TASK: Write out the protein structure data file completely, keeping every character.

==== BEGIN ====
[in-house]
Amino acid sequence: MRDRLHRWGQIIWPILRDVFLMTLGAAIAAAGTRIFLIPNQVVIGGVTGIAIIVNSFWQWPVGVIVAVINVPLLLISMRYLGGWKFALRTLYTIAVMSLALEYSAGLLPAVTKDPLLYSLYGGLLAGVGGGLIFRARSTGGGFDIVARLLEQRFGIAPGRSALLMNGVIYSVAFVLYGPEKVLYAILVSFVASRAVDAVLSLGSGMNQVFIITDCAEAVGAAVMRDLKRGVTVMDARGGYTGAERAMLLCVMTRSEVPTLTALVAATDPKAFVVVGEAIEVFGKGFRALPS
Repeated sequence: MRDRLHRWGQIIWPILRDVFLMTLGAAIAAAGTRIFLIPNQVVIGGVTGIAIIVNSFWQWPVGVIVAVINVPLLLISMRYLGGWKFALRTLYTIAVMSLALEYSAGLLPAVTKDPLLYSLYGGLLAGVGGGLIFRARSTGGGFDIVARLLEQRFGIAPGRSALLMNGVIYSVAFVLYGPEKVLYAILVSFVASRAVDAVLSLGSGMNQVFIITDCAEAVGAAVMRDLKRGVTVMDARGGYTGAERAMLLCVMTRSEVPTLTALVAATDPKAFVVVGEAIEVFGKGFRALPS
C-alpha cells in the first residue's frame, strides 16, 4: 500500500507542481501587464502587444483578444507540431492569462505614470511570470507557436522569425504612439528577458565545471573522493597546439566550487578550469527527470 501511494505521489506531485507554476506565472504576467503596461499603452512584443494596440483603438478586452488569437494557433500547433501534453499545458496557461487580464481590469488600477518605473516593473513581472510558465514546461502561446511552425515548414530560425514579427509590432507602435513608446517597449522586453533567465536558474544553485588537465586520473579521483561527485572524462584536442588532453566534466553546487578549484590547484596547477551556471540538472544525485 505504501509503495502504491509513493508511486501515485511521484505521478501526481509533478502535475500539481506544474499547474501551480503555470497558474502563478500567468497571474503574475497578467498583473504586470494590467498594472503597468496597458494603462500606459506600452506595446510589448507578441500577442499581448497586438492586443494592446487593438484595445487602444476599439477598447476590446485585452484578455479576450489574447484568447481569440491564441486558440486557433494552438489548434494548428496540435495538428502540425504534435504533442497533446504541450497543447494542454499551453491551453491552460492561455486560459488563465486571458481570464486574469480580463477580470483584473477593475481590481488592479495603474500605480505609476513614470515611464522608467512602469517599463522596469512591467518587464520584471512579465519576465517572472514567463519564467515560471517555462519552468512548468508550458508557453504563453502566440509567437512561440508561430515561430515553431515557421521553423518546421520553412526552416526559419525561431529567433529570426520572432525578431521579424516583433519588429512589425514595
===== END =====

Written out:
[in-house]
Amino acid sequence: MRDRLHRWGQIIWPILRDVFLMTLGAAIAAAGTRIFLIPNQVVIGGVTGIAIIVNSFWQWPVGVIVAVINVPLLLISMRYLGGWKFALRTLYTIAVMSLALEYSAGLLPAVTKDPLLYSLYGGLLAGVGGGLIFRARSTGGGFDIVARLLEQRFGIAPGRSALLMNGVIYSVAFVLYGPEKVLYAILVSFVASRAVDAVLSLGSGMNQVFIITDCAEAVGAAVMRDLKRGVTVMDARGGYTGAERAMLLCVMTRSEVPTLTALVAATDPKAFVVVGEAIEVFGKGFRALPS
Repeated sequence: MRDRLHRWGQIIWPILRDVFLMTLGAAIAAAGTRIFLIPNQVVIGGVTGIAIIVNSFWQWPVGVIVAVINVPLLLISMRYLGGWKFALRTLYTIAVMSLALEYSAGLLPAVTKDPLLYSLYGGLLAGVGGGLIFRARSTGGGFDIVARLLEQRFGIAPGRSALLMNGVIYSVAFVLYGPEKVLYAILVSFVASRAVDAVLSLGSGMNQVFIITDCAEAVGAAVMRDLKRGVTVMDARGGYTGAERAMLLCVMTRSEVPTLTALVAATDPKAFVVVGEAIEVFGKGFRALPS
C-alpha cells in the first residue's frame, strides 16, 4: 500500500507542481501587464502587444483578444507540431492569462505614470511570470507557436522569425504612439528577458565545471573522493597546439566550487578550469527527470 501511494505521489506531485507554476506565472504576467503596461499603452512584443494596440483603438478586452488569437494557433500547433501534453499545458496557461487580464481590469488600477518605473516593473513581472510558465514546461502561446511552425515548414530560425514579427509590432507602435513608446517597449522586453533567465536558474544553485588537465586520473579521483561527485572524462584536442588532453566534466553546487578549484590547484596547477551556471540538472544525485 505504501509503495502504491509513493508511486501515485511521484505521478501526481509533478502535475500539481506544474499547474501551480503555470497558474502563478500567468497571474503574475497578467498583473504586470494590467498594472503597468496597458494603462500606459506600452506595446510589448507578441500577442499581448497586438492586443494592446487593438484595445487602444476599439477598447476590446485585452484578455479576450489574447484568447481569440491564441486558440486557433494552438489548434494548428496540435495538428502540425504534435504533442497533446504541450497543447494542454499551453491551453491552460492561455486560459488563465486571458481570464486574469480580463477580470483584473477593475481590481488592479495603474500605480505609476513614470515611464522608467512602469517599463522596469512591467518587464520584471512579465519576465517572472514567463519564467515560471517555462519552468512548468508550458508557453504563453502566440509567437512561440508561430515561430515553431515557421521553423518546421520553412526552416526559419525561431529567433529570426520572432525578431521579424516583433519588429512589425514595